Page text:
A long time ago in a galaxy far, far away... a massive black hole spewed out gases that probably helped make stars

As it destroys so it creates

US scientists have discovered that black holes can create as well as destroy, as the observed hot gas emitted from such a void in a dwarf galaxy could have contributed to the birth of stars.

A paper in the science journal Nature reveals how observations made with the Space Telescope Imaging Spectrograph on Hubble revealed the inner secrets of galaxy Henize 2-10, a distance of around 9 megaparsecs or about 30 million light-years (a parsec being a measure of distance, not time, so sit down Han Solo, let's not go down that black hole).

Lead researcher and Montana State University Physics Department assistant professor Amy Reines found traces of an outflow or bridge of hot gas stretching 230 light-years from the massive black hole to a (relatively) nearby star nursery.

Working with graduate researcher Zachary Schutte, Reines gathered enough evidence to conclude that "this black-hole outflow triggered the star formation."

A pullout of the central region of dwarf starburst galaxy Henize 2-10 traces an outflow, or bridge of hot gas 230 light-years long, connecting the galaxy's massive black hole and a star-forming region. Hubble data on the velocity of the outflow from the black hole, as well as the age of the young stars, indicates a causal relationship between the two. A few million years ago, the outflow of hot gas slammed into the dense cloud of a stellar nursery and spread out, like water from a hose impacting a mound of dirt. Now clusters of young stars are aligned perpendicular to the outflow, revealing the path of its spread.

A pullout of the central region of dwarf starburst galaxy Henize 2-10 traces an outflow, or bridge of hot gas 230 light-years long, connecting the galaxy's massive black hole and a star-forming region. Pic: NASA, ESA, Zachary Schutte (XGI), Amy Reines (XGI); image processing: Alyssa Pagan (STScI)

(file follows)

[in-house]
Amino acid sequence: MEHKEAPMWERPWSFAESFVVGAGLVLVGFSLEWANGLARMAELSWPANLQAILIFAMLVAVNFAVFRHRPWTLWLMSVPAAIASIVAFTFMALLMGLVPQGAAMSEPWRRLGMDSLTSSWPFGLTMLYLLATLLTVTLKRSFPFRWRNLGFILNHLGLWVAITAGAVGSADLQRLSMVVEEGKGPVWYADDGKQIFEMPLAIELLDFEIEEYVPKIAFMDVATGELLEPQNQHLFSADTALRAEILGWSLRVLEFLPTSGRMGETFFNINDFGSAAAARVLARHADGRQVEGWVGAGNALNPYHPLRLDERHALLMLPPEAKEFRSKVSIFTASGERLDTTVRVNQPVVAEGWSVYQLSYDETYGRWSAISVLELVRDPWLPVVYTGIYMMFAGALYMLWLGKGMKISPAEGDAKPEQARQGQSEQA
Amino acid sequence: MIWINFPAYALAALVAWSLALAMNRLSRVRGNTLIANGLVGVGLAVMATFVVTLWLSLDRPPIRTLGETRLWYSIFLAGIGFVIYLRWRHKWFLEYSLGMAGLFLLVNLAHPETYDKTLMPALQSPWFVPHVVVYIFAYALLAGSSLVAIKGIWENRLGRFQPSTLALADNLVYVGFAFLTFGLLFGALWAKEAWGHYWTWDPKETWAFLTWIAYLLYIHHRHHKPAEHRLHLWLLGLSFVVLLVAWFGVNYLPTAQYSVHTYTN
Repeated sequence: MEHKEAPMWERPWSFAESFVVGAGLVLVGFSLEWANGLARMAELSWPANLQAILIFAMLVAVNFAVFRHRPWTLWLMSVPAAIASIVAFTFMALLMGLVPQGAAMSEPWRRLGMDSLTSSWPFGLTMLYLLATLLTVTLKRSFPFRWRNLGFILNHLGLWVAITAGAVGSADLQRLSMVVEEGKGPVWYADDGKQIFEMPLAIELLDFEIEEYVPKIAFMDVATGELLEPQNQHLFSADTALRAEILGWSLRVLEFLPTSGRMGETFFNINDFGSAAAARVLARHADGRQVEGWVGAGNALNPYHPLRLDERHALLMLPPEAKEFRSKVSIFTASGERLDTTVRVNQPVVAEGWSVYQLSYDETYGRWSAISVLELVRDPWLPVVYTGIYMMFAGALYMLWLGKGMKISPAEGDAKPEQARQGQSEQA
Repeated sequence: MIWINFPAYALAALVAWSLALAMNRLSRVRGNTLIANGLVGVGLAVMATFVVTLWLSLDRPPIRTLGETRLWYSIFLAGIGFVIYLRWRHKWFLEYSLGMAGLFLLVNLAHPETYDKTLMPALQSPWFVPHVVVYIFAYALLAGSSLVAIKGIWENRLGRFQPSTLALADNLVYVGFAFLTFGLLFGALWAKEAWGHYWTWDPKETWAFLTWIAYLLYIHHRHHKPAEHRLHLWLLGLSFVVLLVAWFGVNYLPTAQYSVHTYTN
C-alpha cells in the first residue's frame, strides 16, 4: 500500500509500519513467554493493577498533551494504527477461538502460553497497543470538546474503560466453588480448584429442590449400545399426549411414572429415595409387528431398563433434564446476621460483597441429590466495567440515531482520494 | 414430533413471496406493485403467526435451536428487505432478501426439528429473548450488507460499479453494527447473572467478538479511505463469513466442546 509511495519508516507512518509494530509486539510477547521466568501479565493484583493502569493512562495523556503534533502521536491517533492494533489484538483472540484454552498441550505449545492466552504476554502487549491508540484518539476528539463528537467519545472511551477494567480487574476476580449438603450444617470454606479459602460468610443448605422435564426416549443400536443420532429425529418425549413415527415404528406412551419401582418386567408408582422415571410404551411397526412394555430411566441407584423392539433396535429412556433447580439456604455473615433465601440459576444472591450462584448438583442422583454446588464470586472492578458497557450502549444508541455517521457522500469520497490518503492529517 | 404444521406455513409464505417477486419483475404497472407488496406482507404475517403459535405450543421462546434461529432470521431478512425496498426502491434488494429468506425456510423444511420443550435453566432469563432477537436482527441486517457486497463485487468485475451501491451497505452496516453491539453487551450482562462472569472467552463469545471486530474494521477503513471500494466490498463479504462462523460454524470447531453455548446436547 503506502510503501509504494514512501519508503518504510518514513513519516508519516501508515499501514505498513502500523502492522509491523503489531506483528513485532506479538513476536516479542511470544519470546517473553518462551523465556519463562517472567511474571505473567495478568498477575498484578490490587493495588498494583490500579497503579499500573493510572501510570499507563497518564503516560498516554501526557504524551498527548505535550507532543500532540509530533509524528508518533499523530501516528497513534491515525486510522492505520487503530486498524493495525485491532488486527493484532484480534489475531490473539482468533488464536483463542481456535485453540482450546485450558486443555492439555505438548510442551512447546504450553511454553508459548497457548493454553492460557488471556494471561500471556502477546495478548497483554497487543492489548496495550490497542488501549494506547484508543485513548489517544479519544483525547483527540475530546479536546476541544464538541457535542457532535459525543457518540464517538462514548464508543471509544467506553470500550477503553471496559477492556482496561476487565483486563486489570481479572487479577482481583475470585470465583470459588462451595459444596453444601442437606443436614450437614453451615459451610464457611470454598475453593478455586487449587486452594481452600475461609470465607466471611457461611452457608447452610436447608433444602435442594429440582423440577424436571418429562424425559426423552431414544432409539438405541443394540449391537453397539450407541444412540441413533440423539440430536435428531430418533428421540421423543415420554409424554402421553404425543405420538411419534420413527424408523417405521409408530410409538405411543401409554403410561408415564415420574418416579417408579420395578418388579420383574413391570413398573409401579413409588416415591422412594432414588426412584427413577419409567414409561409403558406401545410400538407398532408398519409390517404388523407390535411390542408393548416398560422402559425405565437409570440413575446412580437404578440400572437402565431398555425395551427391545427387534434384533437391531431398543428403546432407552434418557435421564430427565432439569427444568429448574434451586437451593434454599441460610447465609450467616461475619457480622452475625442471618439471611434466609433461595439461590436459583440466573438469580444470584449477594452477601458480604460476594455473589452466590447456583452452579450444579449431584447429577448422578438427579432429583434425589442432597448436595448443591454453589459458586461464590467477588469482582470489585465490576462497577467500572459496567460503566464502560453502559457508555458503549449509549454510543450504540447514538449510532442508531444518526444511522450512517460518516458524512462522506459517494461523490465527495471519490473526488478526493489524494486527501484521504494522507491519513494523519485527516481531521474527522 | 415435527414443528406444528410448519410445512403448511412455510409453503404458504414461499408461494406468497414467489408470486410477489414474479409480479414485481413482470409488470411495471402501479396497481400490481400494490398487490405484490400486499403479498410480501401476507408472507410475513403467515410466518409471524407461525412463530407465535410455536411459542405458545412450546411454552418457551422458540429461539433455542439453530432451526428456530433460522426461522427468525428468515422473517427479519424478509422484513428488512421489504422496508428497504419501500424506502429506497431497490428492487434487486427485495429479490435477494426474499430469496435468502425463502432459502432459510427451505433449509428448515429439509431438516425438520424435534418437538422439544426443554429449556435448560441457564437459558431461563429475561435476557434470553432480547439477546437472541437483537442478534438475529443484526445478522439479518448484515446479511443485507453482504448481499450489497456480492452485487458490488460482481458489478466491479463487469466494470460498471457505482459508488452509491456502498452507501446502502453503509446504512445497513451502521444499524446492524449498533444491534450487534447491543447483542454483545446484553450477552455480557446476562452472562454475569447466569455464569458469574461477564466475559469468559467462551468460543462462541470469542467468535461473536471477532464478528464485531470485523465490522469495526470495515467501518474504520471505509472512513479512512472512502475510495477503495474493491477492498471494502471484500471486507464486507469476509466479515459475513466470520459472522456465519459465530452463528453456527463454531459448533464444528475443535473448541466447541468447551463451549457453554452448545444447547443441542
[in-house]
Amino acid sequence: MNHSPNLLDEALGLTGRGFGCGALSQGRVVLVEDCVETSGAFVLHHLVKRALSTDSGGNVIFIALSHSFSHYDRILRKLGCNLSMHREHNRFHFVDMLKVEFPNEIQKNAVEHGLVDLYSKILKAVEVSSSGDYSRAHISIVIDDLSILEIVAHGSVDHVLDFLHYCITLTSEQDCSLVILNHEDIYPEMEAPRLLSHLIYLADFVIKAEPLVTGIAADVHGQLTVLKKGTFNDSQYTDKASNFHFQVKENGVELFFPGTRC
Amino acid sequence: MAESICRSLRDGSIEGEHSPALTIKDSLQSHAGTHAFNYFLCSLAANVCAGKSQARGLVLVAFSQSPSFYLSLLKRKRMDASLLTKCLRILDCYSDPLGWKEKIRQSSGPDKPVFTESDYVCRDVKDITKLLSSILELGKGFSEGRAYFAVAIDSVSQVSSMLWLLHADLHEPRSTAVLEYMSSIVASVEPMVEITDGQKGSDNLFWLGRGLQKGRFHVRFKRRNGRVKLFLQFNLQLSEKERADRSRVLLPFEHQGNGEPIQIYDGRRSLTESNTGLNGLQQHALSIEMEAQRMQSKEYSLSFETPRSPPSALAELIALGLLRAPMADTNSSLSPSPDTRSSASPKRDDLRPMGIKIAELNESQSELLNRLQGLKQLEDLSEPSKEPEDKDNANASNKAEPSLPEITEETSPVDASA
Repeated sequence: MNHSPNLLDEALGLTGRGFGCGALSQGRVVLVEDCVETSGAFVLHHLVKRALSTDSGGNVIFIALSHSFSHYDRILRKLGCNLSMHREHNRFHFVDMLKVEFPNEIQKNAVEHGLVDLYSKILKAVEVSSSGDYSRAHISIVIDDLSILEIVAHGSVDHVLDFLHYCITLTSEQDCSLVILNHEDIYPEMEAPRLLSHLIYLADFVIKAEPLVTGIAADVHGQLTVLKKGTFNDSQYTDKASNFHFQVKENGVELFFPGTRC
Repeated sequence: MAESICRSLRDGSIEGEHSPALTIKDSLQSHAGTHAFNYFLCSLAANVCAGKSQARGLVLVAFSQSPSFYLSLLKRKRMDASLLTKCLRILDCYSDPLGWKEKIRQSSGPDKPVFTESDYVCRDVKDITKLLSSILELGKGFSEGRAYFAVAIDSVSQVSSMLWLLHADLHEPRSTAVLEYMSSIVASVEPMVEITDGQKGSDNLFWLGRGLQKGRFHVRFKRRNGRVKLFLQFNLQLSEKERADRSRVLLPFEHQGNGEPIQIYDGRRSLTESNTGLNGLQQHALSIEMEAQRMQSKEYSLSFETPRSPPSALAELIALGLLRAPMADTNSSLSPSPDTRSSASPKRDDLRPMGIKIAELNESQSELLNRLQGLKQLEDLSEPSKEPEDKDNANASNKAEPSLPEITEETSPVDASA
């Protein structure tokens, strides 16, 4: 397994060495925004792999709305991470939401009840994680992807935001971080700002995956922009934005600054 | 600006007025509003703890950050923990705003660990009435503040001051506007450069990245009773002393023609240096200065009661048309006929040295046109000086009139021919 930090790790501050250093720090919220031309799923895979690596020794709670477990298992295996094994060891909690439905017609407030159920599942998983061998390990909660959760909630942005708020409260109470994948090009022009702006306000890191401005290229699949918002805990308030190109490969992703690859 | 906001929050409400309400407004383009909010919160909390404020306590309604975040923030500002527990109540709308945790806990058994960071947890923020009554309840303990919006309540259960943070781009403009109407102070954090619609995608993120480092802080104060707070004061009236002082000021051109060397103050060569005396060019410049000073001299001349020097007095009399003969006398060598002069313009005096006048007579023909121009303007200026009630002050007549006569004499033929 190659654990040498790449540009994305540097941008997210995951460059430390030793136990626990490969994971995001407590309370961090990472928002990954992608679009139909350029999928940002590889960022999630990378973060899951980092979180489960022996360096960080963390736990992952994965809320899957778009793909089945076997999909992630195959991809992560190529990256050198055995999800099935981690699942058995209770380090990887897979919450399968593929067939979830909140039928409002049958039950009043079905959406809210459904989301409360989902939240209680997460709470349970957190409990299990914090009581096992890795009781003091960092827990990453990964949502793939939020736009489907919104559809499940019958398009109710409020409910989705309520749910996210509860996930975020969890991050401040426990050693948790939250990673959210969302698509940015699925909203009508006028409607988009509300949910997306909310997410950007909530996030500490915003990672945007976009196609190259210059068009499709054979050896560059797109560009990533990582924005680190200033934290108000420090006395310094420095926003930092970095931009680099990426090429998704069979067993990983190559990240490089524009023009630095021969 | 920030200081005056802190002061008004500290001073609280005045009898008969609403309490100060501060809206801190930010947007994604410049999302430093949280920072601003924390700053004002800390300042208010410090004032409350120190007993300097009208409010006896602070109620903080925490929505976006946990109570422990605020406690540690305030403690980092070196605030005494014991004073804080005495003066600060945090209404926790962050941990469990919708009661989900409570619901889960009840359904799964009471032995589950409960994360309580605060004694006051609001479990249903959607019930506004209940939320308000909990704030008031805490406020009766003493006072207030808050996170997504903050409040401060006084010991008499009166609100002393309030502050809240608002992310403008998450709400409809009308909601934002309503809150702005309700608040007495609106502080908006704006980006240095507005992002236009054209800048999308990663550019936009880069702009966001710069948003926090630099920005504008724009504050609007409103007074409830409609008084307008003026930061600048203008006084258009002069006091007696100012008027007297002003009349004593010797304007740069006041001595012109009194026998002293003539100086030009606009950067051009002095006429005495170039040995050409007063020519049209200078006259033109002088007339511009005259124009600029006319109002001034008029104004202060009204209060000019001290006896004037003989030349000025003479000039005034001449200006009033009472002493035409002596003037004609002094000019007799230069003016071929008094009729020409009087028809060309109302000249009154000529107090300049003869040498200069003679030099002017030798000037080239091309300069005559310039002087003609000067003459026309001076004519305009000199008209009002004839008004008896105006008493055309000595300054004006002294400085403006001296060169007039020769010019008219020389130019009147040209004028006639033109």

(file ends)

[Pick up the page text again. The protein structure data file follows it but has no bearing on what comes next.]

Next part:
Larger galaxies experience an opposite effect. Gases sucked into a black hole are influenced by surrounding magnetic fields to form a hot plasma jet moving close to the speed of light. Gases in the path of these jets are assumed to be heated beyond the threshold needed to cool back down and form stars, an accompanying report from NASA explained.

"The extent to which black-hole outflows can trigger star formation in dwarf galaxies is unclear, because work in this area has previously focused on massive galaxies and the observational evidence is scarce," the Nature paper said.

"The present study not only adds to the evidence for a massive black hole in Henize 2-10, but it also demonstrates that a bipolar outflow from the black hole is enhancing and/or triggering star formation in its vicinity."

Schutte told the NASA team: "At only 30 million light-years away, Henize 2-10 is close enough that Hubble was able to capture both images and spectroscopic evidence of a black hole outflow very clearly. The additional surprise was that, rather than suppressing star formation, the outflow was triggering the birth of new stars."

Reines said she hoped evidence from dwarf galaxies could contribute to our understanding of the development of black holes in the early universe. ®

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